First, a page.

Sunday, December 09, 2018
 Dairy Prices at Risk of Roller-Coaster Ride  

Dairy prices could be set for another roller-coaster ride, with the worsened economic outlook posing a “substantial risk” to the market, but longer-term prospects remaining sound.

“Mounting risks of another global recession imply dairy consumption may soon waver,” Commonwealth Bank of Australia analyst Luke Mathews said, noting falls in demand during the last economic crisis.

Between 2007 and 2009, world consumption of fluid milk fell 2.8%, of whole milk powder by 2.8% and of cheese by nearly 2%.

The decline reversed a spike in prices, with values halving from early-2008 highs before recovering most lost ground. Indeed, prices doubled, halved, then near-doubled again within four years.

And the current deteriorated economic outlook “presents a substantial risk to dairy prices”, Mr. Mathews said.

Imports Dip
The comments came amid renewed weakness in grain markets on Wednesday, as hopes for a solution to the eurozone debt crisis waned on talk of discord between member countries.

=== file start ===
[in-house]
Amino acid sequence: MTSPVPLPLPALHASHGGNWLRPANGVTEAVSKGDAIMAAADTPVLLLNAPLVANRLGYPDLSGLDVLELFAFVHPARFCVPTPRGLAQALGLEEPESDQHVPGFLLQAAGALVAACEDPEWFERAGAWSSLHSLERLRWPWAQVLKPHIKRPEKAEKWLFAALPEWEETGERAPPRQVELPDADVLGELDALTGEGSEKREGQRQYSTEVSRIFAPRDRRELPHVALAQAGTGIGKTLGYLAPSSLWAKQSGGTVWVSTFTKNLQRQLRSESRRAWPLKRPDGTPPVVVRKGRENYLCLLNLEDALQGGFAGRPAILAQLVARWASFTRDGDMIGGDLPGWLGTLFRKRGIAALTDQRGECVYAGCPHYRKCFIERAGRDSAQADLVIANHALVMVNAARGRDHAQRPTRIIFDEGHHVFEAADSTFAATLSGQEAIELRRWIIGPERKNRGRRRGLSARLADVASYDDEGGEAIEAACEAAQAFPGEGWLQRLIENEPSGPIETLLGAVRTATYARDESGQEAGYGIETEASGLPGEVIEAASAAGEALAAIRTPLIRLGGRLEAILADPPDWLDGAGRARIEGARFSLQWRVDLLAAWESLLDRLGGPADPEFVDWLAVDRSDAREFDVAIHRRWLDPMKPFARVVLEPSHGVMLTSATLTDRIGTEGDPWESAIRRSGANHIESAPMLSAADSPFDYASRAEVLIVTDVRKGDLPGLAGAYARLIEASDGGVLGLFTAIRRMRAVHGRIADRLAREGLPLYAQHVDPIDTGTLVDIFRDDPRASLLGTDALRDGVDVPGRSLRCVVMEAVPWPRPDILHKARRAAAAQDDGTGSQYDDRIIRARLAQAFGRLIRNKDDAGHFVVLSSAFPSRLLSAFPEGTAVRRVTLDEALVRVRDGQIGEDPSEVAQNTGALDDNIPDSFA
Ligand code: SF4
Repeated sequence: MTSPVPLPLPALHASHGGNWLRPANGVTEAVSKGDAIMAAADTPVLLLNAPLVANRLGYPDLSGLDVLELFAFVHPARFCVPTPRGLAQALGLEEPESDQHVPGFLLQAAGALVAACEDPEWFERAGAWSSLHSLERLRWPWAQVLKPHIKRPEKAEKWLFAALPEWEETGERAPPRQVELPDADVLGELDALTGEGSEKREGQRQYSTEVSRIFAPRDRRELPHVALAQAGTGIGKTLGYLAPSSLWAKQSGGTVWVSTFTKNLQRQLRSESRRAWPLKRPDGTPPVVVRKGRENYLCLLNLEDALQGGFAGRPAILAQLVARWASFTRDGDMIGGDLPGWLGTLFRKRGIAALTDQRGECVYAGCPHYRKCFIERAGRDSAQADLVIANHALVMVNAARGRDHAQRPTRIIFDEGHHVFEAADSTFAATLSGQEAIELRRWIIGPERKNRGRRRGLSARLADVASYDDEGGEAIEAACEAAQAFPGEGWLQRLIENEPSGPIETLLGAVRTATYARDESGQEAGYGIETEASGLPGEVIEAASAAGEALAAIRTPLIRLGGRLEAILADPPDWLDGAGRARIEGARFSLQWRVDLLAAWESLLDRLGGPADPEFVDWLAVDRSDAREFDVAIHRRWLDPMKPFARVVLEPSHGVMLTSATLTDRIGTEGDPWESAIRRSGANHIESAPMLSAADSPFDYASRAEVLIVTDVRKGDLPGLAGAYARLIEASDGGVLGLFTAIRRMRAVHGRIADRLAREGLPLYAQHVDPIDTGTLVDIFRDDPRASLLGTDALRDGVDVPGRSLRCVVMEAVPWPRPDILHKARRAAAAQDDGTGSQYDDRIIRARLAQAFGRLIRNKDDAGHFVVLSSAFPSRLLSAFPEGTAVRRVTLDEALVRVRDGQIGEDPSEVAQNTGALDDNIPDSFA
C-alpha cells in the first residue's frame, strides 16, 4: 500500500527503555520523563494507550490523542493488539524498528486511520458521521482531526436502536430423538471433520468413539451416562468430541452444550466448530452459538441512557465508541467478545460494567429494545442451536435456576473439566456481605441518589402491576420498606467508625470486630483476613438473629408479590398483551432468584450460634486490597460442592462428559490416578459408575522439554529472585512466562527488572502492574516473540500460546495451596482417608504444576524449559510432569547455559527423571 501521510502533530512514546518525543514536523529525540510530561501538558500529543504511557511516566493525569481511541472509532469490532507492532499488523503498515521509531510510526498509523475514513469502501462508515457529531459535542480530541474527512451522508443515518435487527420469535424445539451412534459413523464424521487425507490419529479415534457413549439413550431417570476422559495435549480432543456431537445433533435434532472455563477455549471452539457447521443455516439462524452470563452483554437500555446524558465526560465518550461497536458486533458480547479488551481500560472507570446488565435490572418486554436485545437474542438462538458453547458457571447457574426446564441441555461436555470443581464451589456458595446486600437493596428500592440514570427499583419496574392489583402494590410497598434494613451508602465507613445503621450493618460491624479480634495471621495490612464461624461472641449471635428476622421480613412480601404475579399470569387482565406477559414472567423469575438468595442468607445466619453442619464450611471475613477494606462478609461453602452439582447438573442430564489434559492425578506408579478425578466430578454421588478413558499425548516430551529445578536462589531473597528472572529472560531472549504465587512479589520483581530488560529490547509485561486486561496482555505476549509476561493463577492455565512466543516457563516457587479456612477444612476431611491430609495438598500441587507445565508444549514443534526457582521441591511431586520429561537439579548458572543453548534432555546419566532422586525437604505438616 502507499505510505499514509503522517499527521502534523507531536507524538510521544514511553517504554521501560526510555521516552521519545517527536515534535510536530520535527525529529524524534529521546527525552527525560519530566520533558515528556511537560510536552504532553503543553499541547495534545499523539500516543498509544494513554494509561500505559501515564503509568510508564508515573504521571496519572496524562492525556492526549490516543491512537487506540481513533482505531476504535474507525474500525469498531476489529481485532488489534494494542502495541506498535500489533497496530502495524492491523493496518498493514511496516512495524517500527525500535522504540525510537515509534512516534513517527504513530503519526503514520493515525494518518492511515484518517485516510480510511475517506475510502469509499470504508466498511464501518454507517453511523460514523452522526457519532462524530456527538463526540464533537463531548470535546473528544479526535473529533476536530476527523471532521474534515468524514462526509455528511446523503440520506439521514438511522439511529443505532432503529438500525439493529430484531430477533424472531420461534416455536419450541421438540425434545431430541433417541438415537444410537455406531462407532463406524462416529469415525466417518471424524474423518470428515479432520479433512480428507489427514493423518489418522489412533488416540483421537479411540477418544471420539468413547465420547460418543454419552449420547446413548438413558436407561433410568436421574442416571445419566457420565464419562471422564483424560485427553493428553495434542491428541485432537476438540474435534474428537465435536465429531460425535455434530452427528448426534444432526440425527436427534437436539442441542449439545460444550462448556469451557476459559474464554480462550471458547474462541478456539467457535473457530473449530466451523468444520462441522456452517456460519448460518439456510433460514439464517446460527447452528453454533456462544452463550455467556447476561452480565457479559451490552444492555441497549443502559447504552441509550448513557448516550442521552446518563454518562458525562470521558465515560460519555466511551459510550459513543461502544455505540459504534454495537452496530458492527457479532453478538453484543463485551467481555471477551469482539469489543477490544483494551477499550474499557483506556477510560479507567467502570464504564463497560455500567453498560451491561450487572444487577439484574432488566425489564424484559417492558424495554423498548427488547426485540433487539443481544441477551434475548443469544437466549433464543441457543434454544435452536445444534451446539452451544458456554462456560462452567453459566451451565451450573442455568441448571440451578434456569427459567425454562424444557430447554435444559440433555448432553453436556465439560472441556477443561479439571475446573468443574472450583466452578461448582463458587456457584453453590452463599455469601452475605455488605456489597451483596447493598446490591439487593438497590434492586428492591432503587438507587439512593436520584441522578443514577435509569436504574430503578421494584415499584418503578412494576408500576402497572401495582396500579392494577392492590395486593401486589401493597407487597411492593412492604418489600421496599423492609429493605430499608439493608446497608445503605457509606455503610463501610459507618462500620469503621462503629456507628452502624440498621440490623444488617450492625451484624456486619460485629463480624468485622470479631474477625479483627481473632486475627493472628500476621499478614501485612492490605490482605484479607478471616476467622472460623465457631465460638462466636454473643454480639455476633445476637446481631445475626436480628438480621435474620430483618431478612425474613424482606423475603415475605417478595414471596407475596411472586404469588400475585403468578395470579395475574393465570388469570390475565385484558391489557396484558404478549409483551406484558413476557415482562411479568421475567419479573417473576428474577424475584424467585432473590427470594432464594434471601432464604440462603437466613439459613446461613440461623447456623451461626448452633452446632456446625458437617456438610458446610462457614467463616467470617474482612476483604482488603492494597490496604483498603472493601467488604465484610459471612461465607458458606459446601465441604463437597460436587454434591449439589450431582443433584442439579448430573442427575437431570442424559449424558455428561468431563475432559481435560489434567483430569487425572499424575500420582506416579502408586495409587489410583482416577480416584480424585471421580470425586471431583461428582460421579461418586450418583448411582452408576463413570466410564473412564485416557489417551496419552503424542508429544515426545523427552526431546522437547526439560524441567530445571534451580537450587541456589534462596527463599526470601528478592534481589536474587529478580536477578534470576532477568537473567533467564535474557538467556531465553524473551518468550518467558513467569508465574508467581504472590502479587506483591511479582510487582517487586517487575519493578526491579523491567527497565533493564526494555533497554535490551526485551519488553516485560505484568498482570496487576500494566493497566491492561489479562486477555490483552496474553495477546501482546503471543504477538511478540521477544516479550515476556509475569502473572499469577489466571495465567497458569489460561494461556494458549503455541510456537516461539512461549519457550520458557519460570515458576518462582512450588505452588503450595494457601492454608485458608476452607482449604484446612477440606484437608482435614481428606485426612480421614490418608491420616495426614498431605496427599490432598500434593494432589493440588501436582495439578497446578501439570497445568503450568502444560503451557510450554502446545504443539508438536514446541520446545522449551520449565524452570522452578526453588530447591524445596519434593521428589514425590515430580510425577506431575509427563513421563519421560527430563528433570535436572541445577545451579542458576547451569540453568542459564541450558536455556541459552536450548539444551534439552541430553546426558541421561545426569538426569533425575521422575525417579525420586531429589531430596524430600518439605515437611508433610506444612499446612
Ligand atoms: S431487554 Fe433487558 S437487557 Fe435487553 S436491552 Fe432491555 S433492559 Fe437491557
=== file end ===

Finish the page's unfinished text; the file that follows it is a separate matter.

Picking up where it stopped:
And they followed signs of some weakness in orders by key dairy importers, with Russian purchases of New Zealand butter continuing to fall in July, taking the decline for the first seven months of 2011 to 37%.

China’s imports of whole milk powder last month were, at 12,377 tons, down 42% year on year, according to Global Trade Information Services.

‘Demand Outlook Particularly Strong’
However, the short-term “headwinds” to consumption for dairy products “won’t spoil the long-term story” of rising demand, Mr. Mathews said.

“Despite the near-term uncertainty regarding global dairy consumption, we consider the medium/longer term demand outlook particularly strong, driven by emerging market demand, most notably in China,” he said.

“Structural adjustment” in Chinese diets to include more dairy products “will underwrite global dairy demand over the longer term”.

Separately, Agrifax also stuck by hopes for the Chinese market, which the New Zealand-based consultancy said “will remain strong” thanks to growing wealth and urbanization, often a factor, through better retail networks, in increased dairy consumption.

“A gap has opened up between the volume of milk required to meet consumer demand and the quantity the domestic dairy industry can deliver,” Agrifax analyst Susan Kilsby said.

Source: Dairy Farmers


Posted on Wednesday, September 28, 2011 (Archive on Wednesday, October 05, 2011)
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